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    Gold Lounger Roderunner's Avatar
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    Quote Originally Posted by RetiredGeek View Post
    RR,
    I'm curious does MR allow you to mount images to restore single files/directories?
    Thanks.
    Hi RG, thanks for your reply in other post, I use 2010 also but only do 'one click backups.
    From advice given on Windows 7 forums, I decided to try other imaging tools, it just so happened 'GOTD' was for Paragon Special Edition 10. I tried it on my laptop, it was total rubbish and took me 2 days to fix. I had intended trying MR but am reluctant to do so.
    If you want to read W7 forums rhreads its here
    O wad some Power the giftie gie us, to see oursels as ithers see us!

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    Plutonium Lounger Medico's Avatar
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    Quote Originally Posted by RetiredGeek View Post
    RR,

    I'm curious does MR allow you to mount images to restore single files/directories?

    Thanks.
    I believe this article does show that this can be done, but since I do not use MR I am not sure of the viability of this. I know Acronis does allow this.
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  10. #10
    Lounger
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    Last night i created a system image to my backup (J) Free Agent drive. It made its own folder WindowsImageBackup and the dialog box on my screen said it was successful. However when I go to Properties for that folder it says size on disk (0 bytes). 0 files & 0 folders. But then some folks refer to the system image as a "ghost image". Do I just assume it is all there????????

    It took several minutes to create and my Free Agent was definitely running so I know something went somewhere.

    Any insight would be appreciated. Thanks
    Last edited by Deadeye81; 2011-01-29 at 10:44. Reason: Merged this post into this thread

  11. #11
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    It seems you need administrative privileges to see the folder contents, so maybe run Windows Explorer as an Administrator and then browse the folder.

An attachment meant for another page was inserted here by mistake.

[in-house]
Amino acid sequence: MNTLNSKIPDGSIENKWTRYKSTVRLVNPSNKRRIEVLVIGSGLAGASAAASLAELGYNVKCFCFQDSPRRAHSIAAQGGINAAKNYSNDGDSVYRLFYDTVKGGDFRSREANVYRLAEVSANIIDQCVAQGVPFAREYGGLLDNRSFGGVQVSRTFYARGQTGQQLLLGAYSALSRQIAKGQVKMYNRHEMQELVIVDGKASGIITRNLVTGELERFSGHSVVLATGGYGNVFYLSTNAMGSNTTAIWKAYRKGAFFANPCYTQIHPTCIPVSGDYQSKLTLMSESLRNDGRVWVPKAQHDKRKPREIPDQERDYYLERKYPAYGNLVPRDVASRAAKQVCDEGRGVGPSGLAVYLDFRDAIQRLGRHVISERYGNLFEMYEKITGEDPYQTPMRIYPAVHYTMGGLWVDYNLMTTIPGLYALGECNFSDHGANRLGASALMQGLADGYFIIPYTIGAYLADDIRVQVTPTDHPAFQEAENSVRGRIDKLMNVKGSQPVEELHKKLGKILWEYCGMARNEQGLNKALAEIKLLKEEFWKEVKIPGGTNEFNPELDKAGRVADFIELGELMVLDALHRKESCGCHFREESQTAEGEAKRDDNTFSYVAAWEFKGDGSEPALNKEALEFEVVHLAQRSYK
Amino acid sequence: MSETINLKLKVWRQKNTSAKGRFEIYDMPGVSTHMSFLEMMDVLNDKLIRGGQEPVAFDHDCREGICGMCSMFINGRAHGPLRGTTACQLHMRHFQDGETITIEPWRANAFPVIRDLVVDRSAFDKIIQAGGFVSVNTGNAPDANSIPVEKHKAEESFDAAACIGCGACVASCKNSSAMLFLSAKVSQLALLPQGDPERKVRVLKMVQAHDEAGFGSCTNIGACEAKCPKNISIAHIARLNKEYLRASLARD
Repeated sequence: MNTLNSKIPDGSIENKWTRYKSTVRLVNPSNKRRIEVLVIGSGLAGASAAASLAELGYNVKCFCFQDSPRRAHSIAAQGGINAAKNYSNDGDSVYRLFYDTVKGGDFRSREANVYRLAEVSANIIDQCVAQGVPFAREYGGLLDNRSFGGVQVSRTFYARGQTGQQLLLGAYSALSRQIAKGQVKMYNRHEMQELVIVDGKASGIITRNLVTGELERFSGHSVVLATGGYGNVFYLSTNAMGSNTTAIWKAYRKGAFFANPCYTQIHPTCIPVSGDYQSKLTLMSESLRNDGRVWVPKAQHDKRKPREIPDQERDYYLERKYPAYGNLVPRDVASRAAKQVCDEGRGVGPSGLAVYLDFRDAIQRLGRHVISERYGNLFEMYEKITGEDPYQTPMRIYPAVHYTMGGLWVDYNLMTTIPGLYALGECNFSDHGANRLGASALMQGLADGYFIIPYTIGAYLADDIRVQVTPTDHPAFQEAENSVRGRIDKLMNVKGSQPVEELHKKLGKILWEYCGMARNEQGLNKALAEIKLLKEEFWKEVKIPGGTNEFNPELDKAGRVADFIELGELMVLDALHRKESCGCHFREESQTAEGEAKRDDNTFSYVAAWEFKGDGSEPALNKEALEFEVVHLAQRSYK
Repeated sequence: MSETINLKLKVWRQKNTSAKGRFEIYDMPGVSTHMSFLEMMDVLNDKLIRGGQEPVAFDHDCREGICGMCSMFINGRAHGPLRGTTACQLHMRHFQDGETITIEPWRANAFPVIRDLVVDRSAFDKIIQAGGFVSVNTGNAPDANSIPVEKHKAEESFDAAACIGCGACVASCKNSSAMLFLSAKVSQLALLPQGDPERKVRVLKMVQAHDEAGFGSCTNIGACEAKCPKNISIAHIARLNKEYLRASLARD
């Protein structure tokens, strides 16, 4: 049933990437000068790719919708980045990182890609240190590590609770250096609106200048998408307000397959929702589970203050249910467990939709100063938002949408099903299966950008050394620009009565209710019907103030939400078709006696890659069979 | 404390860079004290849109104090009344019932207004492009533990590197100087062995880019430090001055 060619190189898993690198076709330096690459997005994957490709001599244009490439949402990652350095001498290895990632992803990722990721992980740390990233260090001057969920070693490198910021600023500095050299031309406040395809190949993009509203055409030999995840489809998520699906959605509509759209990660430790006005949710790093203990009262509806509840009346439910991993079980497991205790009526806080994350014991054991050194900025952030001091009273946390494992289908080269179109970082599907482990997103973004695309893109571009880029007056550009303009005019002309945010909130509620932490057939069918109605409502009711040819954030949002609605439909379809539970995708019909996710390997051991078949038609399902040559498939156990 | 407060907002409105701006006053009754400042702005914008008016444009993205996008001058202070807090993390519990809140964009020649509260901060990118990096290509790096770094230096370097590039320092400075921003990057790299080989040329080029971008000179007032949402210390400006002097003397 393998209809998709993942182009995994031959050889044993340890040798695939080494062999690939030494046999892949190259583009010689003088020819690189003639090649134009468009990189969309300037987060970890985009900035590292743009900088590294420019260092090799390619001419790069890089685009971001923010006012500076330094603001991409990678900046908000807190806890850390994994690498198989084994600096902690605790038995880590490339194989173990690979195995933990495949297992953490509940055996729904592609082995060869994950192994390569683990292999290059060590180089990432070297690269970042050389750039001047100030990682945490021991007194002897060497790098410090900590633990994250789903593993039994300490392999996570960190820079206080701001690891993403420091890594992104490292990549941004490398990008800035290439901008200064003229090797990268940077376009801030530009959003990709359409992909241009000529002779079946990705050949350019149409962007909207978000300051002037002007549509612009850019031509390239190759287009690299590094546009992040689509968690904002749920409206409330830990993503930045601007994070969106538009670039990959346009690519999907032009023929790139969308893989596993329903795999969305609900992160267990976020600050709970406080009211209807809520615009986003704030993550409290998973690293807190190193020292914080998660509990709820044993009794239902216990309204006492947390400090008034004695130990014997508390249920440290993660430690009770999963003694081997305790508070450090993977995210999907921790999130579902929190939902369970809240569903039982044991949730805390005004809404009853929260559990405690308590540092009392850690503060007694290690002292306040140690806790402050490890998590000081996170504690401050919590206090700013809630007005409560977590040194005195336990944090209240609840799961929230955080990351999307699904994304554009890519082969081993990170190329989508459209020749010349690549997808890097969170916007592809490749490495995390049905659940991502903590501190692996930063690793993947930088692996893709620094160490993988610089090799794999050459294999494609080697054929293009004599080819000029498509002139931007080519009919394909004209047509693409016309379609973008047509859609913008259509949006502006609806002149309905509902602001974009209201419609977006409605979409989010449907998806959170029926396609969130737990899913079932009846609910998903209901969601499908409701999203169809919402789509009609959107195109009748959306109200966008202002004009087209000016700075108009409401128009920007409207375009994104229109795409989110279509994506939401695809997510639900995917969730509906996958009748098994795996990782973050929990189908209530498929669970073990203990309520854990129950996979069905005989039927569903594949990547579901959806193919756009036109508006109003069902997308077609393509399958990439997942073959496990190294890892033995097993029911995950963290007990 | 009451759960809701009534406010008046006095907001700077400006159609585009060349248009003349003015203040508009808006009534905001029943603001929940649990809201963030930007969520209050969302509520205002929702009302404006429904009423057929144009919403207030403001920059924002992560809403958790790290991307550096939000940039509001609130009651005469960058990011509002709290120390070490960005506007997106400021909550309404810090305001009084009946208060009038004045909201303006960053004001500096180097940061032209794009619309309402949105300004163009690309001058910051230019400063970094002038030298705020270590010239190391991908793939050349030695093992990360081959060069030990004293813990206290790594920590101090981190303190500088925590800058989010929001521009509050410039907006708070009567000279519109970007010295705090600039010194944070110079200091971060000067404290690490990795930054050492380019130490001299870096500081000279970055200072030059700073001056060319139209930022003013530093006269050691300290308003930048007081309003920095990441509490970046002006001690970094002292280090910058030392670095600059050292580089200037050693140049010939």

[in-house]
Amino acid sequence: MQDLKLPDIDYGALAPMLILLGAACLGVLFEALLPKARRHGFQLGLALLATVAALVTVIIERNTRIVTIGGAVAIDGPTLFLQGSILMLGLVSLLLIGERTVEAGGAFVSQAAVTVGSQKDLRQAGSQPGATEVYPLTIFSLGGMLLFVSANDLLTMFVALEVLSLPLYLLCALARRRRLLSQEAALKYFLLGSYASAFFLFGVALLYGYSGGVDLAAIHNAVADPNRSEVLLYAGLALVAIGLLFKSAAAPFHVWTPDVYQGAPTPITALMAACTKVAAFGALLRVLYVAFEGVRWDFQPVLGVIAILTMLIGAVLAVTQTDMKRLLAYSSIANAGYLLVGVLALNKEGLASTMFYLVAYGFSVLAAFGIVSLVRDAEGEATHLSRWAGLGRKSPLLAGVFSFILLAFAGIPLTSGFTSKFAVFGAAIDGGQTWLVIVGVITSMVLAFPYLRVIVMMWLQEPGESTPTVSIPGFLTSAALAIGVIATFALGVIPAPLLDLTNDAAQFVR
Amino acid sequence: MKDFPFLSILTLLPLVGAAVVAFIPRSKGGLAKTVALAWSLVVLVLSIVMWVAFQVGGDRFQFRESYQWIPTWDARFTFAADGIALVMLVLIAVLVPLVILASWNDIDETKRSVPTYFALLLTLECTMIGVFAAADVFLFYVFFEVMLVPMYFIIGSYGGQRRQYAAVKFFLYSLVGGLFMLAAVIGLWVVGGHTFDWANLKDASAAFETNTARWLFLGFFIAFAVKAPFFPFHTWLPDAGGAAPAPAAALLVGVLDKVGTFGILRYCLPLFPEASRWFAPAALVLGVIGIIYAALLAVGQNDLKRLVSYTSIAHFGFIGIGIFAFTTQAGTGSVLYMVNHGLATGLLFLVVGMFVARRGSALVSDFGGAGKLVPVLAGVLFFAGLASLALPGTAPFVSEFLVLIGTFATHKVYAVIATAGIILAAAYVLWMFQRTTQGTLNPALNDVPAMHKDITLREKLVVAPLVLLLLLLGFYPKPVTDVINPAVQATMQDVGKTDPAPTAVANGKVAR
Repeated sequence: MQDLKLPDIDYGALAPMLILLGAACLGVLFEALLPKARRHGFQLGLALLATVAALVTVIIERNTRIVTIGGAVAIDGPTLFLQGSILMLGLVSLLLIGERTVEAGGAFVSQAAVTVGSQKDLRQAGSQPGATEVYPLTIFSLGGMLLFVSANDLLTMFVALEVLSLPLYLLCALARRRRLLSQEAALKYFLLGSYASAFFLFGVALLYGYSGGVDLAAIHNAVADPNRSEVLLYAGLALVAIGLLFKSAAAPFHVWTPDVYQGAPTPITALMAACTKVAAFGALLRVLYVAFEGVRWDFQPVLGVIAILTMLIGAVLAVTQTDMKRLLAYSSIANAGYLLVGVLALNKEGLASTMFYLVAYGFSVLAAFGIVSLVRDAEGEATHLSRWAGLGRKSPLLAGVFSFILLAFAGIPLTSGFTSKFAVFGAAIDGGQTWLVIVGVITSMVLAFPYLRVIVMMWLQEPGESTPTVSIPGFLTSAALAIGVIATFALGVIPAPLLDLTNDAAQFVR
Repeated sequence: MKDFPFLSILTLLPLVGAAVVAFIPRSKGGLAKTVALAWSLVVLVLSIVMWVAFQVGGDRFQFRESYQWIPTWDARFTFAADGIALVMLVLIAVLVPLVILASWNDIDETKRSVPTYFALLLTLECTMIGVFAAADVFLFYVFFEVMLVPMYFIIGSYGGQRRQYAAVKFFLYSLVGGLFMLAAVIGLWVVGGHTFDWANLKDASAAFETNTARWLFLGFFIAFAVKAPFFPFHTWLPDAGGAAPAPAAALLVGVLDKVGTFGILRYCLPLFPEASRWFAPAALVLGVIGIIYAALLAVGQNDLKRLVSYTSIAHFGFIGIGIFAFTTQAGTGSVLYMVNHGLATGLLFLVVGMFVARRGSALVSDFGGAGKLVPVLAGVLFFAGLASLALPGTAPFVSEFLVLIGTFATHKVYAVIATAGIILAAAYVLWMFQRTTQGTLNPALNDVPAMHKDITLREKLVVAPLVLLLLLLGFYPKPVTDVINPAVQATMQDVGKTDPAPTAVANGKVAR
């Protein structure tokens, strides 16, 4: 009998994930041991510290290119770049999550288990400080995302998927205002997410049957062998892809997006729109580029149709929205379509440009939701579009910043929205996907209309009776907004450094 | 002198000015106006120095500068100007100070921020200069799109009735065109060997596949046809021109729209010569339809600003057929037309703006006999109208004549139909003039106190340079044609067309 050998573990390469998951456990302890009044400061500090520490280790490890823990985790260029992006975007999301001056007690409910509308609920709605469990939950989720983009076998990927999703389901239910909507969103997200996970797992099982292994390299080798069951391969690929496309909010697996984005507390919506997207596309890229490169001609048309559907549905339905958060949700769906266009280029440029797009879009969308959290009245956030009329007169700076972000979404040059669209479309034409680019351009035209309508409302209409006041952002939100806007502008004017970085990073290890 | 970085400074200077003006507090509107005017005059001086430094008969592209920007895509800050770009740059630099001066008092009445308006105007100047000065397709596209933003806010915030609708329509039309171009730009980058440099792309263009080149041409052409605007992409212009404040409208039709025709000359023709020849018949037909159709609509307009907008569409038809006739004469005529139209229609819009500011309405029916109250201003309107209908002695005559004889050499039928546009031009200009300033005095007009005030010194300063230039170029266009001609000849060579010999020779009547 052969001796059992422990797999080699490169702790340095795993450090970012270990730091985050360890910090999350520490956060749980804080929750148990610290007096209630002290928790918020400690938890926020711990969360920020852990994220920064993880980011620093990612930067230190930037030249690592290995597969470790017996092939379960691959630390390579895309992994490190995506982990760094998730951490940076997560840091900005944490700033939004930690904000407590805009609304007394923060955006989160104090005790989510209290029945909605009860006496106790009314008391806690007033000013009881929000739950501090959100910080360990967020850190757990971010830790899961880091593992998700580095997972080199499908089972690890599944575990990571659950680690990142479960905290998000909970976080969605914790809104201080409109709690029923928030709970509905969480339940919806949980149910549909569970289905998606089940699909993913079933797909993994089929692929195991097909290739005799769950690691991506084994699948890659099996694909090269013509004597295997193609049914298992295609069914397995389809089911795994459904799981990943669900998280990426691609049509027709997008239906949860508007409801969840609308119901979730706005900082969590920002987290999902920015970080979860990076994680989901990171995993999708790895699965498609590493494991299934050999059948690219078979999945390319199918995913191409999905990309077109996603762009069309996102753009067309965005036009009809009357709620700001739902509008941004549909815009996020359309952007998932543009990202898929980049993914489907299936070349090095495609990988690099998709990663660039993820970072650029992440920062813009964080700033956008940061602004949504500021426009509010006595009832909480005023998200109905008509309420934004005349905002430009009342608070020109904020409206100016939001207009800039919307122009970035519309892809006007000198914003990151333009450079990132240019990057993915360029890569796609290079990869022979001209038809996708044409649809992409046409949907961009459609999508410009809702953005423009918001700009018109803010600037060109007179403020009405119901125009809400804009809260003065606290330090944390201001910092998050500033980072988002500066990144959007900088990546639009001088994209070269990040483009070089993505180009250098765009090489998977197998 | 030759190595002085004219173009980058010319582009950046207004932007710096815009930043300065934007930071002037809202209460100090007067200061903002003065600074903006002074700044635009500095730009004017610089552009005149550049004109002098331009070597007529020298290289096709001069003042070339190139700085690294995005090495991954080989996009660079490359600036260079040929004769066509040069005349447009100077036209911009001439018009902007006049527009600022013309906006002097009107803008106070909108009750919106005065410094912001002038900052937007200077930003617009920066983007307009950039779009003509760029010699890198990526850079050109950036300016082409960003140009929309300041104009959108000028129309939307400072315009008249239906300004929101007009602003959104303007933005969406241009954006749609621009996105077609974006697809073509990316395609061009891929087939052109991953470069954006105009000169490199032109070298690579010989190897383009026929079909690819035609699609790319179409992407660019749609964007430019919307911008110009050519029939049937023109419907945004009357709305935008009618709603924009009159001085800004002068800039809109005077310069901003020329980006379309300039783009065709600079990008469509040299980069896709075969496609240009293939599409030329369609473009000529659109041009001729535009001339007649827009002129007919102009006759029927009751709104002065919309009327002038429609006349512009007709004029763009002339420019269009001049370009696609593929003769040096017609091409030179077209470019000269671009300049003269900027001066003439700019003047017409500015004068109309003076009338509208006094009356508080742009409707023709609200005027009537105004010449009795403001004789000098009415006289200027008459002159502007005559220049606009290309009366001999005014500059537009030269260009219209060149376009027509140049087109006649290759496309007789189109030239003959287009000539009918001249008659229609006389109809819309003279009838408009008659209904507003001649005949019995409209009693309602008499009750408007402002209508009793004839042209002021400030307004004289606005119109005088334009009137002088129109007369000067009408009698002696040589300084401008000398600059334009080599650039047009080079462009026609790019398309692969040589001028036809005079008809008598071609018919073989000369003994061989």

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    Super Moderator Deadeye81's Avatar
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    Quote Originally Posted by AuAgHunter View Post
    Last night i created a system image to my backup (J) Free Agent drive. It made its own folder WindowsImageBackup and the dialog box on my screen said it was successful. However when I go to Properties for that folder it says size on disk (0 bytes). 0 files & 0 folders. But then some folks refer to the system image as a "ghost image". Do I just assume it is all there????????

    It took several minutes to create and my Free Agent was definitely running so I know something went somewhere.

    Any insight would be appreciated. Thanks
    Hi AuAgHunter,

    What you are seeing is normal. Here is an excerpt about Windows Backup (Windows 7) from the book Windows 7 Inside Out by Bott, Siechert, and Stinson:

    "If you use Windows Explorer to browse to your backup folders, when you rest the mouse pointer over a folder name, the pop-up tip might identify it as an "Empty folder." Alarmed, you right-click the folder and choose Properties, only to find that the folder apparently contains 0 bytes, 0 files, and 0 folders. Don't worry. This is the normal condition when your backups are stored on an NTFS volume, because by default, only the System user account has permission to view the files. (That's a reasonable security and reliability precaution, which prevents you or another user from inadvertently deleting a key backup file.)"

    Hope this helps.
    Deadeye81

    "We make a living by what we get, we make a life by what we give." Sir Winston Churchill

  13. The Following User Says Thank You to Deadeye81 For This Useful Post:

    RetiredGeek (2011-01-29)